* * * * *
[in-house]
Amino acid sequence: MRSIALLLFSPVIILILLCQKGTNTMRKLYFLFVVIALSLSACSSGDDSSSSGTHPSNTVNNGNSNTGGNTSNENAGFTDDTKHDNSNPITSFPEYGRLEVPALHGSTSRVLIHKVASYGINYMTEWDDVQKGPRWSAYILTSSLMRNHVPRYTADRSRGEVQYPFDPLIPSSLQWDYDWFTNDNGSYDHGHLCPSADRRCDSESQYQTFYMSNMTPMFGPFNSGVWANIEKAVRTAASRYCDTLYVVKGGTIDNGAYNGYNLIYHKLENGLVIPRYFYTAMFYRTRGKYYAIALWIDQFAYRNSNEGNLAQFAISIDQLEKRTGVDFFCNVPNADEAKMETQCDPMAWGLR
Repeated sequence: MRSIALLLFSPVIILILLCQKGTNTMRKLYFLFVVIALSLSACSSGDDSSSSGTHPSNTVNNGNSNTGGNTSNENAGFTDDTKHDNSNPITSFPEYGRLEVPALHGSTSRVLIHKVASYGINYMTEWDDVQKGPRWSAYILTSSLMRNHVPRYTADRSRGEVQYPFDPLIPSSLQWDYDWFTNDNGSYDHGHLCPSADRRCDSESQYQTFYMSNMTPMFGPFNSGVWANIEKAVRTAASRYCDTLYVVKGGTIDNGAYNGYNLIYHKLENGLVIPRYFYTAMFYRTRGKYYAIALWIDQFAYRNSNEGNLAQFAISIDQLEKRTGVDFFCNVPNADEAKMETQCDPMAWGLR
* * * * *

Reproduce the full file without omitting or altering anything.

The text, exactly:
[in-house]
Amino acid sequence: MRSIALLLFSPVIILILLCQKGTNTMRKLYFLFVVIALSLSACSSGDDSSSSGTHPSNTVNNGNSNTGGNTSNENAGFTDDTKHDNSNPITSFPEYGRLEVPALHGSTSRVLIHKVASYGINYMTEWDDVQKGPRWSAYILTSSLMRNHVPRYTADRSRGEVQYPFDPLIPSSLQWDYDWFTNDNGSYDHGHLCPSADRRCDSESQYQTFYMSNMTPMFGPFNSGVWANIEKAVRTAASRYCDTLYVVKGGTIDNGAYNGYNLIYHKLENGLVIPRYFYTAMFYRTRGKYYAIALWIDQFAYRNSNEGNLAQFAISIDQLEKRTGVDFFCNVPNADEAKMETQCDPMAWGLR
Repeated sequence: MRSIALLLFSPVIILILLCQKGTNTMRKLYFLFVVIALSLSACSSGDDSSSSGTHPSNTVNNGNSNTGGNTSNENAGFTDDTKHDNSNPITSFPEYGRLEVPALHGSTSRVLIHKVASYGINYMTEWDDVQKGPRWSAYILTSSLMRNHVPRYTADRSRGEVQYPFDPLIPSSLQWDYDWFTNDNGSYDHGHLCPSADRRCDSESQYQTFYMSNMTPMFGPFNSGVWANIEKAVRTAASRYCDTLYVVKGGTIDNGAYNGYNLIYHKLENGLVIPRYFYTAMFYRTRGKYYAIALWIDQFAYRNSNEGNLAQFAISIDQLEKRTGVDFFCNVPNADEAKMETQCDPMAWGLR